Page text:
It's been a rough couple of years for San Francisco nightlife.
In 2009, popular SoMa nightclub DNA Lounge was nearly shuttered for "running a disorderly house injurious to the public welfare and morals."
In 2010, the Alcoholic Beverage Control raided high-end bar Bourbon and Branch for serving housemade tinctures and infused whiskey.
Later that year, several drug-related deaths at poorly organized raves prompted Assemblywoman Fiona Ma to draft the "anti-rave bill" -- a sweeping piece of legislation that would have outlawed even an electronic DJ playing at a UC Berkeley ice cream social.
And one year ago, iconic music venue Slim's was temporarily stripped of its liquor license (a potentially business-ending move) after receiving noise complaints from a single neighbor.
But the tides of fun may finally be turning in San Francisco.
On Monday, Supervisor Scott Wiener released the results of a study on the economic contribution of the city's nightlife industry. And the results are staggering.
In Wiener's study, the Office of Economic Analysis determined that nightlife industry generated $4.2 billion for San Francisco in 2010. The industry also generated $55 million in sales and payroll taxes and employed 48,000 people. Furthermore, the study did not even include money generated from taxis, hotels, liquor stores or festivals like Outside Lands, which generated $60 million alone.
In the San Francisco Bay Guardian, Wiener explained the importance of the findings:
We all know the benefits of nightlife. [...] But the undisputed cultural importance of nightlife isn't the whole story. Nightlife is a significant economic contributor to San Francisco. It creates jobs, particularly for working-class and young people. It generates tax revenue that helps fund Muni, health clinics, and parks. It allows creative entrepreneurs to start businesses. It generates tourism. It draws foot traffic into neighborhoods to the benefit of other neighborhood businesses.
In other words, according to Wiener and his data, San Francisco nightlife is worth saving.
For those close to the city nightlife scene, the past decade may have felt something like Prohibition.
With the ABC's swift liquor license revocations and seemingly random citations, current nightclub owners found it difficult to stay in business after paying costly lawsuits and fines. "Friends of mine spent hundreds of thousands of dollars in court," said Demetrius Chapin-Rienzo, a founding partner at Vintage 415, a local cultural marketing firm that specializes in nightlife. "People lost jobs and investors. It was serious stuff." The city and the police did little to help.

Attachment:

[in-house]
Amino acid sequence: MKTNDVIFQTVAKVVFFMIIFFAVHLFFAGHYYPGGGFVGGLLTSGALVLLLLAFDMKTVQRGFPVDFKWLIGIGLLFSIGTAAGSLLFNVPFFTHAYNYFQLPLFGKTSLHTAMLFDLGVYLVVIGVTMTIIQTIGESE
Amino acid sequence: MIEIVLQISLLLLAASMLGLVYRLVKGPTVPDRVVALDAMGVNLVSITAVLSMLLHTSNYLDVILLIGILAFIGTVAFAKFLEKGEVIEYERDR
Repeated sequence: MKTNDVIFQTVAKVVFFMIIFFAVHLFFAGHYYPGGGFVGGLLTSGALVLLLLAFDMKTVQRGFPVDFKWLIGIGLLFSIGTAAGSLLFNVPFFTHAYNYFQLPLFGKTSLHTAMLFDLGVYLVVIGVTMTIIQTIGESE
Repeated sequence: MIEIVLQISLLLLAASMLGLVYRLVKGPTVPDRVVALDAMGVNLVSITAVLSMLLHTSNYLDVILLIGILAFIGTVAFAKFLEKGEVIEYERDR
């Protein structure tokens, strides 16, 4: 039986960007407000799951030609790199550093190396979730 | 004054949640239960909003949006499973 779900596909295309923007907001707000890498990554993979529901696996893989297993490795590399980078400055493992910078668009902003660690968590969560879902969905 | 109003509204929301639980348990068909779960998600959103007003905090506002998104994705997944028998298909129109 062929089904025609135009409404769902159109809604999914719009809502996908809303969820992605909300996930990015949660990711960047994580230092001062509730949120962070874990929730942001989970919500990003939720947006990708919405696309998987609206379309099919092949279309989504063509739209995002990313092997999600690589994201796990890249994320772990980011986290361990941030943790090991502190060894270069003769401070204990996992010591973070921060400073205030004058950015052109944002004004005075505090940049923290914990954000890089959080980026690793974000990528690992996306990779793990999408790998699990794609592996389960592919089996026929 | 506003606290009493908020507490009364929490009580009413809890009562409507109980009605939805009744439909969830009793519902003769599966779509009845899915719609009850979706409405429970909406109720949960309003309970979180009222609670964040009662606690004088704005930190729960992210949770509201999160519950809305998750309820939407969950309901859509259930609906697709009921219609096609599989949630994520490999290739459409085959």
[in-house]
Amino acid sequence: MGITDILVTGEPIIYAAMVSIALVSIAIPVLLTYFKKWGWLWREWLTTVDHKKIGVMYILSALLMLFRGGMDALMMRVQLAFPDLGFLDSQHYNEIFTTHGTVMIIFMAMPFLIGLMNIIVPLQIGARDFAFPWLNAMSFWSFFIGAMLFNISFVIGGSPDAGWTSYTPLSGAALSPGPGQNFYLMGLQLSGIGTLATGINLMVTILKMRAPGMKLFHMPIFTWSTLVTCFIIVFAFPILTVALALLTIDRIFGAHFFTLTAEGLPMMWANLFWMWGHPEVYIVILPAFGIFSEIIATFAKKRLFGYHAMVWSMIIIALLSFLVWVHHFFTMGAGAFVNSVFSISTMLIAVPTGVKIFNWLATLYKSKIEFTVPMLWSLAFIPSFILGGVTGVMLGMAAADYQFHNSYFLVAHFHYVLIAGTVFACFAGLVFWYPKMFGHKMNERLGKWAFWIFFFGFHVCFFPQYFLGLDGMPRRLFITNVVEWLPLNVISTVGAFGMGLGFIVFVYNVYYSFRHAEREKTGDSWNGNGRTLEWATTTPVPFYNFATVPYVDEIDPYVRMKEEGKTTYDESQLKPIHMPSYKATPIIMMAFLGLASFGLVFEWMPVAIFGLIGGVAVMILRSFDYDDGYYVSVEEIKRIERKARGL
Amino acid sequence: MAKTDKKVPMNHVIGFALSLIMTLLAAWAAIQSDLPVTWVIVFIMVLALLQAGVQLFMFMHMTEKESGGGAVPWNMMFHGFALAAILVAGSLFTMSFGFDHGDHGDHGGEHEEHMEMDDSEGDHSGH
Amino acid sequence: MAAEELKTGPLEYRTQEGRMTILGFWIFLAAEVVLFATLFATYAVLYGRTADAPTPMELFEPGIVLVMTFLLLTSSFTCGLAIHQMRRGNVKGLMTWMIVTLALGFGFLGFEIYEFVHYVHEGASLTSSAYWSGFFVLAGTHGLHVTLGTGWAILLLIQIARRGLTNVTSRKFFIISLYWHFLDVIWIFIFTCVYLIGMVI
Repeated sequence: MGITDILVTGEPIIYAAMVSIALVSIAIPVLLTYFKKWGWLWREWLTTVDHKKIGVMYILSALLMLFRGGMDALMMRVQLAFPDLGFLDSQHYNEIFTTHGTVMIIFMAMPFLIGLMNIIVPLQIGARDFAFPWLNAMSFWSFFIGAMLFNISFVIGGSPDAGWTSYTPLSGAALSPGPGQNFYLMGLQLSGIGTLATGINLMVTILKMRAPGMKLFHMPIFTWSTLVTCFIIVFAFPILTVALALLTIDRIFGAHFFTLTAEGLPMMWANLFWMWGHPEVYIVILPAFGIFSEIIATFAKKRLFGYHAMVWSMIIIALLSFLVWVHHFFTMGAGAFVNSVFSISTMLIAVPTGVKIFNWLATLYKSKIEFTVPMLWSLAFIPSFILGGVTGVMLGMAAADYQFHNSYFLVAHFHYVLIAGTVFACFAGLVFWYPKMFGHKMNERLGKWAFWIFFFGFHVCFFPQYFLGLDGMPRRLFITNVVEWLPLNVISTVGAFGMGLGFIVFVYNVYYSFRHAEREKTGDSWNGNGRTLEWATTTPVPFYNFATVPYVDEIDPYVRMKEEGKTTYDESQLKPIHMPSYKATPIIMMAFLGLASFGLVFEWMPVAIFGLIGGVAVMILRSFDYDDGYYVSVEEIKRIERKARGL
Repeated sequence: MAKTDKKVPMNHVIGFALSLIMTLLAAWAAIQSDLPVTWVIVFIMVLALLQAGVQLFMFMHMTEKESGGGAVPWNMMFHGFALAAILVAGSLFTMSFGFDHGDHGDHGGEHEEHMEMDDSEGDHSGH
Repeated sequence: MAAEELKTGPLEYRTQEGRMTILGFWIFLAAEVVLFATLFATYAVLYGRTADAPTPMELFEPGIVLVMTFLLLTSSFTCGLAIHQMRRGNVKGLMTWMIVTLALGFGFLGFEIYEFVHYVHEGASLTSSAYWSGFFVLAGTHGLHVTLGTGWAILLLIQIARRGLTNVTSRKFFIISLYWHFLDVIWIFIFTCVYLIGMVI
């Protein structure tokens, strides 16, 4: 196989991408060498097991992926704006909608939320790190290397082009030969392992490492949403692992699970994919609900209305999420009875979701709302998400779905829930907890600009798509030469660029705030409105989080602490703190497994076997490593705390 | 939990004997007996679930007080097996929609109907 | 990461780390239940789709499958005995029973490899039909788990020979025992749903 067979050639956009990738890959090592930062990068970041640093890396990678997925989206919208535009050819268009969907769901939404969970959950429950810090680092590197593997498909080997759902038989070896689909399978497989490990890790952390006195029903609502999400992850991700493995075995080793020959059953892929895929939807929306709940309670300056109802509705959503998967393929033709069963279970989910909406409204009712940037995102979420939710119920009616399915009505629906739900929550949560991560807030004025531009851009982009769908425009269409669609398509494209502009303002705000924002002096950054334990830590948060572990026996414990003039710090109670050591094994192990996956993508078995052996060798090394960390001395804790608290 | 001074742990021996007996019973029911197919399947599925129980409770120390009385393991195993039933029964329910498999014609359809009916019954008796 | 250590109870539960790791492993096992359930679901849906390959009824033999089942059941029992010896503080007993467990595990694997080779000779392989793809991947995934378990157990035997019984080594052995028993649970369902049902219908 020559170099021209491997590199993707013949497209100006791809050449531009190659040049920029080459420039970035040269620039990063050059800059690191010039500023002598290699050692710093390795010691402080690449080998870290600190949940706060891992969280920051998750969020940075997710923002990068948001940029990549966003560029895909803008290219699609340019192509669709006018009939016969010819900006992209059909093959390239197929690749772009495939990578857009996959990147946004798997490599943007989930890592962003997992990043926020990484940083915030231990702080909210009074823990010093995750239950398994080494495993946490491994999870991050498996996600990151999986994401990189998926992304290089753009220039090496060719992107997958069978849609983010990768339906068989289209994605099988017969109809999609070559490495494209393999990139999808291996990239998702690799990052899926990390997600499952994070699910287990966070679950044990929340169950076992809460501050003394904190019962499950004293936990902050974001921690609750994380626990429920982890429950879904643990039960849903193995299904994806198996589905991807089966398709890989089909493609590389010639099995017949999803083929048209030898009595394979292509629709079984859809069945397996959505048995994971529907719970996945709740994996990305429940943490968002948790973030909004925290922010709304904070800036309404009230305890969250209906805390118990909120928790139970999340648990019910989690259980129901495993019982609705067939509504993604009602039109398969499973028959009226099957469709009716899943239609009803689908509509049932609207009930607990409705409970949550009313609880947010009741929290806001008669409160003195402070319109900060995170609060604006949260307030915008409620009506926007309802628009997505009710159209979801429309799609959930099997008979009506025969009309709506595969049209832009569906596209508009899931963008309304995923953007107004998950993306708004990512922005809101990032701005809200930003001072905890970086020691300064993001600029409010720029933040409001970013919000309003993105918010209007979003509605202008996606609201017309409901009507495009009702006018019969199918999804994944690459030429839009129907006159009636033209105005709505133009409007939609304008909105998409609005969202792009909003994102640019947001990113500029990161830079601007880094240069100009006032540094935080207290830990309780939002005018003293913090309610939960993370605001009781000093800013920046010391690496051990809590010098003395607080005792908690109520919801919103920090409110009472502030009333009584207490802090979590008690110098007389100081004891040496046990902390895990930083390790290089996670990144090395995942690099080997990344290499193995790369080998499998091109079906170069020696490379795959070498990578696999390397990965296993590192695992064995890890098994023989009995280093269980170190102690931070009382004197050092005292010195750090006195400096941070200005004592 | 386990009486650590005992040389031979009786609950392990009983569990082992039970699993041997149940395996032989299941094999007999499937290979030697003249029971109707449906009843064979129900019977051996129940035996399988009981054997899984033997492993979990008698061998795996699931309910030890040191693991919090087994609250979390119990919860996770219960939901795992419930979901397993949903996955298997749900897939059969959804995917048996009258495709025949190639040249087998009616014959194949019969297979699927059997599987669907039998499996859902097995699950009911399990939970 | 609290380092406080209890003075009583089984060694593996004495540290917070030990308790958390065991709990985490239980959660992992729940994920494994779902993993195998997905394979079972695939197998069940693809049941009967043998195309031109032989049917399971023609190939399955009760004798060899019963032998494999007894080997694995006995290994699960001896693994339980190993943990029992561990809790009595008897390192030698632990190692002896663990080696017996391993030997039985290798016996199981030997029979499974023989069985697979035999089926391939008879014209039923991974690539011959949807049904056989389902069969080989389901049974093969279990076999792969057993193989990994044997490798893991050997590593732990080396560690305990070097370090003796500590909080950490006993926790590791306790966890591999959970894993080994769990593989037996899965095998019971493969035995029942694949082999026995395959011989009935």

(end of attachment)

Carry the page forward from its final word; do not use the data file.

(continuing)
The relationship between San Francisco and the industry was so strained, in fact, that in 2003, former Supervisor Mark Leno inspired the creation of the Entertainment Commission, an innovative branch of the San Francisco Government tasked with both regulating and promoting San Francisco nightlife and entertainment. The Commission also works as a liaison between the nightlife industry and the police.
"For years, we've worked with the Police Department and the industry to get people to realize that we're all on the same side," explained Entertainment Commission Executive Director Jocelyn Kane to The Huffington Post.
But while the work of the Commission has certainly helped, it has only been a starting point. "As a government agency, we can only regulate," said Kane. "It's been clear for some time that the industry has needed to come together; to professionalize and get their shit together."
So in 2009, industry business owners did just that, creating the California Music and Culture Association to serve as a unified mouthpiece for the industry.
Made up of "venue owners, industry professionals, artists and fans," CMAC works to organize business for the collaborative goals of the industry.
"In the past, these parties have viewed each other as competition," said CMAC Co-Chair Alix Rosenthal to The Huffington Post. "But we brought them together."
A NEW ERA
And while it's taken nearly a decade of work, it seems the sweat is finally paying off.
Just this November, Jerry Brown knocked down the archaic infused beverages ban (the one that ignited the raid on Bourbon and Branch), finally legalizing housemade tinctures, infused booze, and homemade bitters and syrups.
And now with Wiener's study, the worth of nightlife has finally reached City Hall and the voters.
"For the first time, we're seeing politicians approach the nightlife industry asking about their needs before problems start," said Kane. "Scott Wiener has gone to bat for the industry."
"The beauty of this data is that now we know precisely how important this industry is," she continued. "With $55 million a year going into the general fund for police, schools, roads and building our city, hopefully the police and the government won't be so knee-jerk with reactions going forward."
Rosenthal shares Kane's enthusiasm.
"What we're seeing is a new era of communication," explained Rosenthal. "We meet with the SFPD once a month, and the Board of Supervisors comes to us with issues before running straight to the police. We are having a dialogue about how to make this city safer, and still maintain this vibrant -- and economically vital -- industry."
We'll raise our glass to that.
Check out CMAC's video on the importance of the nightlife industry below:
CORRECTION: An earlier version of this article stated that the taxes generated by the nightlife industry made up one twelfth of the city's budget. This figure was incorrect; the contribution is actually lower.
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